Powering the Dragon: How China’s Power Sector Is Evolving

COMMENTARY

China’s power sector reforms represent perhaps the world’s largest industrial reform program, with important consequences on both domestic and global levels.

In 2015, Erdaoqiao, a settlement in southwest China, made headlines for being the last village to receive power under China’s plans for nationwide electrification, which have introduced electricity to 900 million people since the founding of the People’s Republic of China in 1949.

China accounts for almost a quarter of the world’s primary energy consumption, including more than 50% of global coal usage. Its power sector services 1.3 billion consumers, supplying 6,300 TWh from more than 1,700 GW of installed capacity, which, incidentally, is equivalent to eight Germanys. The 13th Five-Year Plan, published in 2016, targets 2,000 GW of capacity installed by 2020—a 20% increase.

The lights are kept on in China by the world’s largest coal fleet, surpassing 1,000 GW this year. This baseload resource in unfortunately also one of the main drivers behind China’s world-leading carbon emissions levels. But China is also the world’s biggest developer of renewables, across hydropower, onshore wind, and solar photovoltaic (PV)—and since introducing a feed-in tariff for offshore wind in 2014, it is already the third-largest offshore wind market globally.

Challenges Ahead

However, like many other parts of the world, China’s demand centers are far away from the best renewable resources, so a major new backbone of ultra-high-voltage 1,000-kV lines—the highest voltage in the world for such infrastructure—are moving power across 2,000 kilometers from one end of the country to the other.

Accordingly, while much progress has been made, China’s power sector still has major challenges to overcome. Among them are:

  • Rising demand, with targets of more than 6.5% gross domestic product growth in the Five-Year Plan.
  • Overcapacity in regions where new build has outstripped demand.
  • Impact of high electricity prices (by international standards).
  • The need for greater environmental sustainability, as severe local air and water pollution rise up the political agenda, and with global climate action as a backdrop.

A major program of structural and market reforms was initiated in 2015 to address these concerns, blandly named “Document Number 9.” It includes the introduction of competition into wholesale and retail markets, incentive regulation for transmission and distribution networks, and new ownership structures for distribution networks and suppliers.

Piloting either the whole reform package, or specific elements of it, eight provinces have been selected to pilot spot markets by 2019, with some regions, such as Guangdong and Zhejiang, well into the rulemaking process. Already in 2017, greater than 30% of electricity consumed across the country was traded in early-stage semi-liberalized medium- to long-term contract markets.

Opportunities Arising

The aims of introducing competitive markets are:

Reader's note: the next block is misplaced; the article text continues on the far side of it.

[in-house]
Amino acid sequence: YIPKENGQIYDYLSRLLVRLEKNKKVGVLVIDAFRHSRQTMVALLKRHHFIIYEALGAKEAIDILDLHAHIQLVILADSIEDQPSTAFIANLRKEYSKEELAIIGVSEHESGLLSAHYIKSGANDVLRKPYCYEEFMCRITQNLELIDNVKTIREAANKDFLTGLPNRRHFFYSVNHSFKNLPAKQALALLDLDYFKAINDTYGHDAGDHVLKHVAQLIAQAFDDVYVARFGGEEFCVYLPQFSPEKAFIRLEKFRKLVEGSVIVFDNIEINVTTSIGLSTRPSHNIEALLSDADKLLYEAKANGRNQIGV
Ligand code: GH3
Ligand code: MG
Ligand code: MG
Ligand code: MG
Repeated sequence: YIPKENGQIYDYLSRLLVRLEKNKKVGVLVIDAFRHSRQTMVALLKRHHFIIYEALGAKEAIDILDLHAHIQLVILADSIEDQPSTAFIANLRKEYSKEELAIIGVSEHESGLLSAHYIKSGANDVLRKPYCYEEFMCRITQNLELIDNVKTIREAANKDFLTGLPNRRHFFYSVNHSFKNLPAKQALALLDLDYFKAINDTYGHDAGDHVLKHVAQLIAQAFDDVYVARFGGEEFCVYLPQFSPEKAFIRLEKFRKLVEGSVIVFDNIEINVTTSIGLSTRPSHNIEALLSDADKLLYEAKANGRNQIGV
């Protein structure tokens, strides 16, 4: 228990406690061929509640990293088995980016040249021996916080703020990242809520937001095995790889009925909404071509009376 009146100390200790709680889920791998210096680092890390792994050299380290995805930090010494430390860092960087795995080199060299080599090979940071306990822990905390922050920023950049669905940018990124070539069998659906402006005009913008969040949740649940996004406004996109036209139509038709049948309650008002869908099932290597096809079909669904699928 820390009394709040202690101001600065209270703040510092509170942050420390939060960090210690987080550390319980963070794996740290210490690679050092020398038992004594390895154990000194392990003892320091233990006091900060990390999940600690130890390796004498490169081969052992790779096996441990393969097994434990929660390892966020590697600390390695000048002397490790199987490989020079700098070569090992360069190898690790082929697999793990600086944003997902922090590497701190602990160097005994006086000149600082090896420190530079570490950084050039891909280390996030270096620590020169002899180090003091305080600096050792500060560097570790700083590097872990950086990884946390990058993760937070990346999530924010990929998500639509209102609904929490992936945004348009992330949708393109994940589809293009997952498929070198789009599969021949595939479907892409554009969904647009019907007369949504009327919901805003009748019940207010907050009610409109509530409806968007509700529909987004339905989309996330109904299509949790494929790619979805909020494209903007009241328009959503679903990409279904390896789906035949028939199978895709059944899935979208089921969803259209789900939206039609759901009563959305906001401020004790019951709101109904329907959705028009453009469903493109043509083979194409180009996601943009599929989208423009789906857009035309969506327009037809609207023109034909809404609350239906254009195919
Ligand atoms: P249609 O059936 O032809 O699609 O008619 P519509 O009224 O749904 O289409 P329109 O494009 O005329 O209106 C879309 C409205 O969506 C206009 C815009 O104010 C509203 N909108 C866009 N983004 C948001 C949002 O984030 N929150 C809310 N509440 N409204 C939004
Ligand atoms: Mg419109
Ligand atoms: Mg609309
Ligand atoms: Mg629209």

• To bring industrial power prices down—already in Guangdong, power trading pilots have seen prices in some auctions drop 30% below the government-set benchmark price.
  • To curb overcapacity through price signals—new capacity should come online when needed, rather than based on capacity targets set by policymakers.
  • To solve China’s curtailment challenge by replacing planned system operation with market-driven dispatch.

However, the challenges of such a development should not be underestimated. Spot markets starting up will inevitably lead to closures of old, inefficient power stations as they did in Europe. With growing proportions of wind and solar on the system, thermal power stations in these new markets are going to experience the way in which weather—season-to-season and right down to hour-to-hour—will send strong price signals to the market affecting profitability. This could cause significant challenges for existing plants to recover their costs, a risk now compounded by advancing carbon markets, high natural gas prices (and slow progress of gas market liberalization), and a slew of new pollution standards placed on thermal (particularly coal) generators.

China—with 23 provinces, five autonomous regions, and four municipalities—is by no means monolithic. Similar to Europe, its provinces vary greatly in their generation and consumption profiles. On the horizon, therefore, lies the integration of China’s multiple electricity markets through coupling. Doing so will help resolve the issue of curtailment, as well as enabling China’s electricity customers to benefit from efficiencies and low-carbon generation from elsewhere in the country.

Last year’s merger of state-owned coal mining company Shenhua with coal generator Guodian came as a major move for the industry, but experience shows that coal miners are also strongly affected by power sector reform, often forcing the least economic mines out of business. Unsurprisingly, reforms need strong political backing to succeed with jobs at stake. In response to this, the 13th Five-Year Plan also outlined plans to increase employment in low-carbon industries to 13 million people across the sector by 2020.

It has only been three years since Erdaoqiao was connected to the grid; a landmark event aspired to for half a century. Still, reforms in the power sector are moving ahead apace. Over the next decade, while Western countries continue speculating about how to integrate the transport and power sectors or upgrade their customer billing systems, China may well have already turned to new challenges, exporting its power sector expertise to the rest of the world. ■

Christian Romig is head of management consulting for China at Pöyry (poyry.com).